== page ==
There’s isn’t much to report today. There are a couple of poorly conceived anti-Chinese op-eds which I won’t bother linking to. The problem isn’t only a problem with Chinese imports. But people are becoming more pro-active in their approaches to foods for their pets:
The U.S. Food and Drug Administration is investigating a Texas laboratory’s finding of acetaminophen in dog and cat food, an agency spokesman said Monday.
“We’re very interested in being able to test these samples ourselves to determine the levels of those contaminants,” said FDA spokesman Doug Arbesfeld. “What’s significant is these things are there. They don’t belong there.”
The pain medication is the fifth contaminant found in pet foods during the past 2 1/2 months and can be toxic or lethal to pets, especially cats. It is not known if any animals became sick with acetaminophen poisoning, or died from it.
“We were looking for cyanuric acid and melamine, and the acetaminophen just popped up,” Donna Coneley, lab operations manager for ExperTox Inc. in Deer Park, Texas, told the Pittsburgh Tribune-Review yesterday. “It definitely was a surprise to find that in several samples.”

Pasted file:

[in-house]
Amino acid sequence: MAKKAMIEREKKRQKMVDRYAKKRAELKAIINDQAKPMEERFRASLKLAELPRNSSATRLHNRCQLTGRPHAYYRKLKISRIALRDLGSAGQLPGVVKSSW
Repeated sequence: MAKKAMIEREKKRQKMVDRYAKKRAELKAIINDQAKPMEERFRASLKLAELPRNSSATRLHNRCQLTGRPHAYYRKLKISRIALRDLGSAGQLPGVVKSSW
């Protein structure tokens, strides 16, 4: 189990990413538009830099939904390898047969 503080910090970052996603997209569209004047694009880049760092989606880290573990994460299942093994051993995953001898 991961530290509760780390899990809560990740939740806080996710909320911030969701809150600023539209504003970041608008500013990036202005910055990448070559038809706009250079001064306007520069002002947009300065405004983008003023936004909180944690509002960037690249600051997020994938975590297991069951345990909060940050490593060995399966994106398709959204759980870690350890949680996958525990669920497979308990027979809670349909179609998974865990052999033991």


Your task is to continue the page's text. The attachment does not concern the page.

At least five dog and cat food samples submitted by worried pet owners and pet food manufacturers contained varying levels of the pain reliever, she said. Only the food, not individual ingredients, were tested.
The medication was found most often with cyanuric acid, a chemical used in pool chlorination, Coneley said. Varying levels of melamine, a chemical used to make plastics, also were found among the hundreds of samples ExperTox tested, she said.
The contaminants were found in foods that are not among the more than 150 brands recalled since March 16, Coneley said. The highest level of acetaminophen was found in a dog food sample submitted by a manufacturer, she said. Coneley declined to identify the company but said its officials were given the results “well over a month ago.”
That company should have — but did not — notify the FDA, which first learned of the acetaminophen findings after pet owners posted lab reports on the Internet, Arbesfeld said.
“With any poison, it’s the amount that matters.” said Dr. Wilson Rumbeiha, a Michigan State University pathologist who is working with the FDA on the pet food contamination investigation. His lab has screened for acetaminophen but found none, he said.
I haven’t found any FDA or USDA reports on this yet. Why not? Pets typically eat much the same things day in, day out. A steady diet of liver toxins even in small quantities probably isn’t that great an idea. Acetaminophen doesn’t seem to appear as an ingredient approved for inclusion in food in any quantities whatever either under that name or as paracetamol.